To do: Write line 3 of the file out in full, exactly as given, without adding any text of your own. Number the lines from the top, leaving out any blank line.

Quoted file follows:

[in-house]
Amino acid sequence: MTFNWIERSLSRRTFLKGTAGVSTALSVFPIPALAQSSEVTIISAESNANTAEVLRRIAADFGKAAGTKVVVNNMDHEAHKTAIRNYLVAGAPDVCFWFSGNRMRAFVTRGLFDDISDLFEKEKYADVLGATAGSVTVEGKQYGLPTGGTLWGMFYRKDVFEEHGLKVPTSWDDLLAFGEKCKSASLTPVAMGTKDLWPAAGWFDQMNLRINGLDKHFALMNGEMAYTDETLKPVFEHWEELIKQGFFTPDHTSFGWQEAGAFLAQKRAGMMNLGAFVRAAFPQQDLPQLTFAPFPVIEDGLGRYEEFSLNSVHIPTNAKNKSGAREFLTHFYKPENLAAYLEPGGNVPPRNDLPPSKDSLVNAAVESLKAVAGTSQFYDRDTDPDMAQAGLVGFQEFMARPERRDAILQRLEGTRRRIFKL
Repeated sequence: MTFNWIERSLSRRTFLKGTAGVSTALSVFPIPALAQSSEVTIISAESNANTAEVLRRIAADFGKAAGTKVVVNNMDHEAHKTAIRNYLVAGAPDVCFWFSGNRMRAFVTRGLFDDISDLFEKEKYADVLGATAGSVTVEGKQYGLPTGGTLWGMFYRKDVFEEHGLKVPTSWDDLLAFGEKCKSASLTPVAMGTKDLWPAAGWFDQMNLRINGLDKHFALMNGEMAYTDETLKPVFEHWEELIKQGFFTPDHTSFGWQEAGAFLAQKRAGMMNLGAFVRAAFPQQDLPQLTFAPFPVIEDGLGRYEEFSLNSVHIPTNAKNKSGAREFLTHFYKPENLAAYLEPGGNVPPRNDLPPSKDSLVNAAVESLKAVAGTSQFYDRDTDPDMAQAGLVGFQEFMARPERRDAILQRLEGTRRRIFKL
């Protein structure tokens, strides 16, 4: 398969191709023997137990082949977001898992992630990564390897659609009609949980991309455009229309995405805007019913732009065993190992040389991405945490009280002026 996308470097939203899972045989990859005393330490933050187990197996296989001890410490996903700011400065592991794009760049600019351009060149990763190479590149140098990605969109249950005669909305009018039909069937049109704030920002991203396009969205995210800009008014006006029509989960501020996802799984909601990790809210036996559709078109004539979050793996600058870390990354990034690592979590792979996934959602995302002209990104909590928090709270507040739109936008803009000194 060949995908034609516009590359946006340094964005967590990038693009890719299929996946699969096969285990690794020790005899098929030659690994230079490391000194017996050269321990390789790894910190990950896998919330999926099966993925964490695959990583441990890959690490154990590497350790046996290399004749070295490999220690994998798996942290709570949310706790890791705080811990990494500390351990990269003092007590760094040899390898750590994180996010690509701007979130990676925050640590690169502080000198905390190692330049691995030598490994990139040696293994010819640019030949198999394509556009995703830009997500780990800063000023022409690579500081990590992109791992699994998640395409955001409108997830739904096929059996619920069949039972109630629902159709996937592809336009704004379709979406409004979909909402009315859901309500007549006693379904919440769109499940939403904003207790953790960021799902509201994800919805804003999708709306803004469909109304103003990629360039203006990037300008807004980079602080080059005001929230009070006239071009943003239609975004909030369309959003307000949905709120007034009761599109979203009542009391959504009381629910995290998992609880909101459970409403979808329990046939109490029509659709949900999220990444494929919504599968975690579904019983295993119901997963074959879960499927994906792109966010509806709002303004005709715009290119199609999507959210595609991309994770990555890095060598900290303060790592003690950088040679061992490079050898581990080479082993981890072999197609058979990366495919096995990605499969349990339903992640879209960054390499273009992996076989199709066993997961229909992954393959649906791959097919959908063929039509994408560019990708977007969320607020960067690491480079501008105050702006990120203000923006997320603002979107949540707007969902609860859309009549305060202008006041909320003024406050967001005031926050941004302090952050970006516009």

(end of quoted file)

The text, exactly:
Repeated sequence: MTFNWIERSLSRRTFLKGTAGVSTALSVFPIPALAQSSEVTIISAESNANTAEVLRRIAADFGKAAGTKVVVNNMDHEAHKTAIRNYLVAGAPDVCFWFSGNRMRAFVTRGLFDDISDLFEKEKYADVLGATAGSVTVEGKQYGLPTGGTLWGMFYRKDVFEEHGLKVPTSWDDLLAFGEKCKSASLTPVAMGTKDLWPAAGWFDQMNLRINGLDKHFALMNGEMAYTDETLKPVFEHWEELIKQGFFTPDHTSFGWQEAGAFLAQKRAGMMNLGAFVRAAFPQQDLPQLTFAPFPVIEDGLGRYEEFSLNSVHIPTNAKNKSGAREFLTHFYKPENLAAYLEPGGNVPPRNDLPPSKDSLVNAAVESLKAVAGTSQFYDRDTDPDMAQAGLVGFQEFMARPERRDAILQRLEGTRRRIFKL